“I’d walk into galleries and see things, like a pillar of dirt with household appliances stuck to it. That was the whole thing. I wasn’t that interested in that,” she said. “So after college, I basically didn’t do a lot of art. I poked around with it, but I didn’t want to do what was being done.”
Still, Brown found ways to satisfy her artistic instincts. She homeschooled her five children, including teaching them art.
As her children grew older, their friends found out about the art classes and wanted to take some lessons themselves. Brown put together rigorous lesson plans and found ways to help them get better. Since that time, she has used her own skills to teach others.
Her studio is a former workshop in the back of the house, and Brown has converted an office into a classroom where she teaches art lessons two days each week.
“I think I’m a natural teacher. It’s something that’s easy for me to do,” she said. “People always come to me and say they don’t have any talent, they can’t draw even draw a stick figure. But no one ever taught them. Anyone can learn; you just have to have the desire.”
Teaching also invigorated her own creations. Brown resumed drawing, doing both portraiture and figurative pieces, capturing both pure representational art and more soulful interpretations as well.
“I want it to look like the person, and I try very hard to get the likeness. But, there’s more of an artistic concept behind some of these others, doing things with the texture and trying to create a mood,” she said.
She also eventually added oil painting to her repertoire. Portraits make up a majority of her focus, but she also loves capturing landscapes in her art.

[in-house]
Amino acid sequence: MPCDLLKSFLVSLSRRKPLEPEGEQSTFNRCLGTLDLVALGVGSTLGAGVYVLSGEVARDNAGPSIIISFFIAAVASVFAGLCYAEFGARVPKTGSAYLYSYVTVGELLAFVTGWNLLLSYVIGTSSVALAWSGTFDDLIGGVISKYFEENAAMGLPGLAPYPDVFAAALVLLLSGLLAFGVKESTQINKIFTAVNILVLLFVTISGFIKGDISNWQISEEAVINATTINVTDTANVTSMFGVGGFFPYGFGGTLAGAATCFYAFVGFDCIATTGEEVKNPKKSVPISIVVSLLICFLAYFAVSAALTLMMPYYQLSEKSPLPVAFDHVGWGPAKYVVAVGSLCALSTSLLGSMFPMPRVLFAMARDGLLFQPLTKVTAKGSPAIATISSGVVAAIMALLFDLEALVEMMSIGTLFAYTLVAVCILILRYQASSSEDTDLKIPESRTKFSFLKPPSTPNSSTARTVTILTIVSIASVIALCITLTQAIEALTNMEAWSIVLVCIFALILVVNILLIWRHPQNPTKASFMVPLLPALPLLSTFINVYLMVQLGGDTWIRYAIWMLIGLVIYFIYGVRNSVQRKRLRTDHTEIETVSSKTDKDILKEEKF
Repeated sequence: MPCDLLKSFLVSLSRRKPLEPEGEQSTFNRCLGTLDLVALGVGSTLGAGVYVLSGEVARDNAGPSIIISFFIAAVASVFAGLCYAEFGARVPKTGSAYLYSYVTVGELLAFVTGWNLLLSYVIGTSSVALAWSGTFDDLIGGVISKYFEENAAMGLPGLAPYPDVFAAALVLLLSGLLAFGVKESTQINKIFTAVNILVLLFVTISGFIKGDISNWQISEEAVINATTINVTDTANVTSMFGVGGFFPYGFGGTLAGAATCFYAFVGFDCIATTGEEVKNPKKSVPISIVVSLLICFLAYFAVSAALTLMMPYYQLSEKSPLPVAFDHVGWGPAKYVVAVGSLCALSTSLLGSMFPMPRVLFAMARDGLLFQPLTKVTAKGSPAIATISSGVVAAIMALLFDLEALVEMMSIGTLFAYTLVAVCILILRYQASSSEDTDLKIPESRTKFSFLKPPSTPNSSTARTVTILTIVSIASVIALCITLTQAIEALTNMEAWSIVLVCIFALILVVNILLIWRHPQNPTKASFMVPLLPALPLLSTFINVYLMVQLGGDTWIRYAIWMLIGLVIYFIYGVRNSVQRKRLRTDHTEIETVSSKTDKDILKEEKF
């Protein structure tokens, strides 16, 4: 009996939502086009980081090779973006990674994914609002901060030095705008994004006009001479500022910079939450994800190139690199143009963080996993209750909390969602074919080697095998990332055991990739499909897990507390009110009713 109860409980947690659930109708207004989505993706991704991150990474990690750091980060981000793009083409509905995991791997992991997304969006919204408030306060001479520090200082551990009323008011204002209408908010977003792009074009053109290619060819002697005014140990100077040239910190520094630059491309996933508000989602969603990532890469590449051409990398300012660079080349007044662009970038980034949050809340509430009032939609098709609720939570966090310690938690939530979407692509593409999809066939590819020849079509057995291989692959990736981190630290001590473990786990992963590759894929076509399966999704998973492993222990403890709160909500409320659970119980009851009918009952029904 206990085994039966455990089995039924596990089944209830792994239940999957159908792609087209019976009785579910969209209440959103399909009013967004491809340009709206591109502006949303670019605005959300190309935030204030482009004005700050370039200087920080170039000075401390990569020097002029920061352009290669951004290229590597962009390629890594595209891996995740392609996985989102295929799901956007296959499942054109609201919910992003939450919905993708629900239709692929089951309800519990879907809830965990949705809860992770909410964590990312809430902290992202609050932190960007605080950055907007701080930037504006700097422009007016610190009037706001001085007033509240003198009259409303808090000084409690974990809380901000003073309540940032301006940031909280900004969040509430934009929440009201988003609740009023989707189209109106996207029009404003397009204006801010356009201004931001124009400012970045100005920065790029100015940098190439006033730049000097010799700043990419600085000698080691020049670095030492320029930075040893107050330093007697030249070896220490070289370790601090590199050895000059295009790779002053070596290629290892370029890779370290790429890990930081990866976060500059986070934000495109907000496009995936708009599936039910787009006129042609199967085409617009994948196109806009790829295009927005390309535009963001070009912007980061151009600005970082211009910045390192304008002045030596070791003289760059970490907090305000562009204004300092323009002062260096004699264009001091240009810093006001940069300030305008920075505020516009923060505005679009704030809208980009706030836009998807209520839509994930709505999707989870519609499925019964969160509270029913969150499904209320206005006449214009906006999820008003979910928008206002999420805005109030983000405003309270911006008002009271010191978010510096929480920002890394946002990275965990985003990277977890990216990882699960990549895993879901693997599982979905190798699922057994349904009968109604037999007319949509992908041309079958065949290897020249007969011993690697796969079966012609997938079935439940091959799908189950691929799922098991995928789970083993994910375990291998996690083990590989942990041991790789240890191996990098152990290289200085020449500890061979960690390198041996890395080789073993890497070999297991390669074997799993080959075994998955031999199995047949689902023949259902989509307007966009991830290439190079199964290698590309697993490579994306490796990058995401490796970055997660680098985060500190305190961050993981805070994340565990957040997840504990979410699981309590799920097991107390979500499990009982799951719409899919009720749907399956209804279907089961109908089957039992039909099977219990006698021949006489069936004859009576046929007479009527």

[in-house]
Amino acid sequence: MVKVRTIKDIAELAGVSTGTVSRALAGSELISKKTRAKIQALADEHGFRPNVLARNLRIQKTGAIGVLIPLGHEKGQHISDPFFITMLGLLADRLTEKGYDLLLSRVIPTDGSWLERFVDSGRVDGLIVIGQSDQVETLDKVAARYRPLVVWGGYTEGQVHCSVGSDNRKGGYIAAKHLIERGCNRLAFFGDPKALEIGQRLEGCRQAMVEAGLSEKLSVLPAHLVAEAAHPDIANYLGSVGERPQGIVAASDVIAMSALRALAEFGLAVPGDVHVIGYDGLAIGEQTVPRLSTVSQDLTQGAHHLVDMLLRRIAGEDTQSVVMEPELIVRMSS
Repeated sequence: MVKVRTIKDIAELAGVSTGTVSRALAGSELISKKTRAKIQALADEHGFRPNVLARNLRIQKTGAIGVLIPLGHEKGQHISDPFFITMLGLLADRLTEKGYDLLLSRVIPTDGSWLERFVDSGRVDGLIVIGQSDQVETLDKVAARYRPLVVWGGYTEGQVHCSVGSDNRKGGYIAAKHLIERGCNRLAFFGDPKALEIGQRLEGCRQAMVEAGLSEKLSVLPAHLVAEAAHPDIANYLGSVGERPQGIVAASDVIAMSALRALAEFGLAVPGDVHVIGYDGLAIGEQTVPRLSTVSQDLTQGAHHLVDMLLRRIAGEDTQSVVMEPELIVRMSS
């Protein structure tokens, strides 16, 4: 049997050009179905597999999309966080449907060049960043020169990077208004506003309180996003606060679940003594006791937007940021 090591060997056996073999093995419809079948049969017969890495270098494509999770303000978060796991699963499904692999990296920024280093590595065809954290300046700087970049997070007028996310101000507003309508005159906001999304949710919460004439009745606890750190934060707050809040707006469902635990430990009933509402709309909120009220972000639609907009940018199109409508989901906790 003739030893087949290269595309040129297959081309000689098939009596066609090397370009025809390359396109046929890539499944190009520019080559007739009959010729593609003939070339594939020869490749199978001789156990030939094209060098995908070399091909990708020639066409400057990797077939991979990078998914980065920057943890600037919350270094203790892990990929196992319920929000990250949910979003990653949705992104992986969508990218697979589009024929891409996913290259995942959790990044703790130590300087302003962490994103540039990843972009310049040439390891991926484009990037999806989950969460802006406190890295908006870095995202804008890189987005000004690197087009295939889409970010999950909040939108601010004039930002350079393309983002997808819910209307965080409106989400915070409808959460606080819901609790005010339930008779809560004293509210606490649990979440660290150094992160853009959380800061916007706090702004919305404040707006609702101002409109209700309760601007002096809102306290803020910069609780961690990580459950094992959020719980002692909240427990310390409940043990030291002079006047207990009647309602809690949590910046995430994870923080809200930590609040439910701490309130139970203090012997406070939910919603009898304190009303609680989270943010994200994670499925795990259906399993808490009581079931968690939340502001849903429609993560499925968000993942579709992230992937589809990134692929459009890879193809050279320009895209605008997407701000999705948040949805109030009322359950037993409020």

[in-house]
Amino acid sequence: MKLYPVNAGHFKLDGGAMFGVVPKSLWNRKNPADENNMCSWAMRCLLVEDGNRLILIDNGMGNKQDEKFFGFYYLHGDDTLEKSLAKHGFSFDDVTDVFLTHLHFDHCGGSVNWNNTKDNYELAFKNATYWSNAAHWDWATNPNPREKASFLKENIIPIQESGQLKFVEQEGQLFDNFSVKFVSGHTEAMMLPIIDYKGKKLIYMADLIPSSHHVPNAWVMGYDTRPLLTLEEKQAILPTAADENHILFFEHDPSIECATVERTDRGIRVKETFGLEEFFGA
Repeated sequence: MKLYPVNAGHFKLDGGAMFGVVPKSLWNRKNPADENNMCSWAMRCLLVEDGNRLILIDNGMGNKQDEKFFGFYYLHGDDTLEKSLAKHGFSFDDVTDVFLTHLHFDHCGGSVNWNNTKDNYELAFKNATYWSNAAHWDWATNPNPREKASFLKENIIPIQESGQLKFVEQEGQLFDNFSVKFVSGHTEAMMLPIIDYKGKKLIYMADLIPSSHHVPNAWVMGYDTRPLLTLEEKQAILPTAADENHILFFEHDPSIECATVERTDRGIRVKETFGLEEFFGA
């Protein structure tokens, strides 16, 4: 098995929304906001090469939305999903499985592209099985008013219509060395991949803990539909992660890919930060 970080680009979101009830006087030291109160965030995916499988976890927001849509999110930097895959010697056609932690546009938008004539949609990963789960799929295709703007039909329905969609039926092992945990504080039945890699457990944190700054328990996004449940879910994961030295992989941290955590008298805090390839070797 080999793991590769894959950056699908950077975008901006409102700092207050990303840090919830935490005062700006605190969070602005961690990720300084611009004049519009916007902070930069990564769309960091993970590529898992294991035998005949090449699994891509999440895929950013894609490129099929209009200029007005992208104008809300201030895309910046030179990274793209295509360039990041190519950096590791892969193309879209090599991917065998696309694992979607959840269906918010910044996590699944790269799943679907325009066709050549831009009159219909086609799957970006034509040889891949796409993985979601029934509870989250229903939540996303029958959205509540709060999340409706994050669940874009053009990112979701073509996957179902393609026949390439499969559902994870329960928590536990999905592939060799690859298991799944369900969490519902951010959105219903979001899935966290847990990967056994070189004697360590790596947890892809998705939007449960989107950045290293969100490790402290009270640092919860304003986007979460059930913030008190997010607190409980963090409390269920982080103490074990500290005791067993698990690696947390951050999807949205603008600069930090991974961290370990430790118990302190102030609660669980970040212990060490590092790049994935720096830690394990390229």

Dense forests awakening in the spring, dreamy clouds drifting the sky and the jumbled whitewater of waves crashing at the shore come to life with thick oil paints on canvas.
The show at the Southside Art League gallery blends these two aspects to show both halves of Brown’s career.
“My background, what I’ve done all my life, is draw. I got good at drawing, and I never really learned painting. Someone just gave me some paints and I played with it,” she said. “Drawing is this expressful, meditating thing that I do in between painting, which for me is wrestling with all of this pigment and mud and stuff.”
Brown’s works regularly hang in the Hoosier Salon Gallery in Carmel, as well as the Brown County Art Gallery in Nashville. Coming to Greenwood is an opportunity to introduce her art to people who have never encountered it.
Her plan is to include about 30 works in the show, giving a good representation of what she’s done.
“I haven’t decided how broad I’m going to make it. I’m going to do almost all of the drawings I have here, and then include some of the paintings that show that drawing influences,” she said.
What: An exhibition of drawings and paintings from Carmel-based artist Charlene Brown
Where: Southside Art League Off Broadway Gallery, 299 E. Broadway St., Greenwood
When: Through Jan. 31
Gallery hours: 11 a.m. to 3 p.m. Wednesday through Saturday
Reception: Brown and the gallery will host an opening reception from 6 to 8 p.m. Jan. 13. Light refreshments will be served.
Information: southsideartleague.org or charlenembrown.com